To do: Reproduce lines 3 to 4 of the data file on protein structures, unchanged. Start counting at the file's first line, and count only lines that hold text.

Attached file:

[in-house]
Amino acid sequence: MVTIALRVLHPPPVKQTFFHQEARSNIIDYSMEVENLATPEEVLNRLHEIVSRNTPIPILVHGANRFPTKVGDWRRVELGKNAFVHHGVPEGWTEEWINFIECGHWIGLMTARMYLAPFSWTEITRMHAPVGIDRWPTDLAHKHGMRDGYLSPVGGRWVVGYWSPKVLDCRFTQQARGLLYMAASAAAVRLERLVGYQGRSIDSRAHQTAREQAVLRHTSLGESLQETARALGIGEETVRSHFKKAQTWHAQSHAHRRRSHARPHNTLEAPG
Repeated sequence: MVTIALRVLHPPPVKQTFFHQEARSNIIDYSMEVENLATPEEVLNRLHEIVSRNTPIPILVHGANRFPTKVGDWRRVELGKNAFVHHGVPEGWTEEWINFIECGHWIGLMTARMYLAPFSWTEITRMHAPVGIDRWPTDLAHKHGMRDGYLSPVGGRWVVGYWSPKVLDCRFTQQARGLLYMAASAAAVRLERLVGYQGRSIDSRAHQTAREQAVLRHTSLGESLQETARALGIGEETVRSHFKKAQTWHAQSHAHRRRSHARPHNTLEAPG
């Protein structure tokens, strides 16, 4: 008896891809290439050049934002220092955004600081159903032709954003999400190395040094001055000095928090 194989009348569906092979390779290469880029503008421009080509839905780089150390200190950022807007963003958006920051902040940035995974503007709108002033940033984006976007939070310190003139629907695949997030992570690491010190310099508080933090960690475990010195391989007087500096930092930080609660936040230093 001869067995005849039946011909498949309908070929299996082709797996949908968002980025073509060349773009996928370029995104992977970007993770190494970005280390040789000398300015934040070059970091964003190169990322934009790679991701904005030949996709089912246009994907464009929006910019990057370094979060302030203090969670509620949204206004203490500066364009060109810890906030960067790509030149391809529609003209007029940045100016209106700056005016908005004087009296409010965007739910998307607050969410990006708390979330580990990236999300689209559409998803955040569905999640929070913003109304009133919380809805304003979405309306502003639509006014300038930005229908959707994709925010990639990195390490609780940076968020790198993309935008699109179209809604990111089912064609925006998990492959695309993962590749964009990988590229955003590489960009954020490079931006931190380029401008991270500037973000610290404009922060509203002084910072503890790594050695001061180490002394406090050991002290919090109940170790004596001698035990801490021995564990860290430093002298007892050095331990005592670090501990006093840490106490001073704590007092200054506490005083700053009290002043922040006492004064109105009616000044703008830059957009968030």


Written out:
Repeated sequence: MVTIALRVLHPPPVKQTFFHQEARSNIIDYSMEVENLATPEEVLNRLHEIVSRNTPIPILVHGANRFPTKVGDWRRVELGKNAFVHHGVPEGWTEEWINFIECGHWIGLMTARMYLAPFSWTEITRMHAPVGIDRWPTDLAHKHGMRDGYLSPVGGRWVVGYWSPKVLDCRFTQQARGLLYMAASAAAVRLERLVGYQGRSIDSRAHQTAREQAVLRHTSLGESLQETARALGIGEETVRSHFKKAQTWHAQSHAHRRRSHARPHNTLEAPG
């Protein structure tokens, strides 16, 4: 008896891809290439050049934002220092955004600081159903032709954003999400190395040094001055000095928090 194989009348569906092979390779290469880029503008421009080509839905780089150390200190950022807007963003958006920051902040940035995974503007709108002033940033984006976007939070310190003139629907695949997030992570690491010190310099508080933090960690475990010195391989007087500096930092930080609660936040230093 001869067995005849039946011909498949309908070929299996082709797996949908968002980025073509060349773009996928370029995104992977970007993770190494970005280390040789000398300015934040070059970091964003190169990322934009790679991701904005030949996709089912246009994907464009929006910019990057370094979060302030203090969670509620949204206004203490500066364009060109810890906030960067790509030149391809529609003209007029940045100016209106700056005016908005004087009296409010965007739910998307607050969410990006708390979330580990990236999300689209559409998803955040569905999640929070913003109304009133919380809805304003979405309306502003639509006014300038930005229908959707994709925010990639990195390490609780940076968020790198993309935008699109179209809604990111089912064609925006998990492959695309993962590749964009990988590229955003590489960009954020490079931006931190380029401008991270500037973000610290404009922060509203002084910072503890790594050695001061180490002394406090050991002290919090109940170790004596001698035990801490021995564990860290430093002298007892050095331990005592670090501990006093840490106490001073704590007092200054506490005083700053009290002043922040006492004064109105009616000044703008830059957009968030």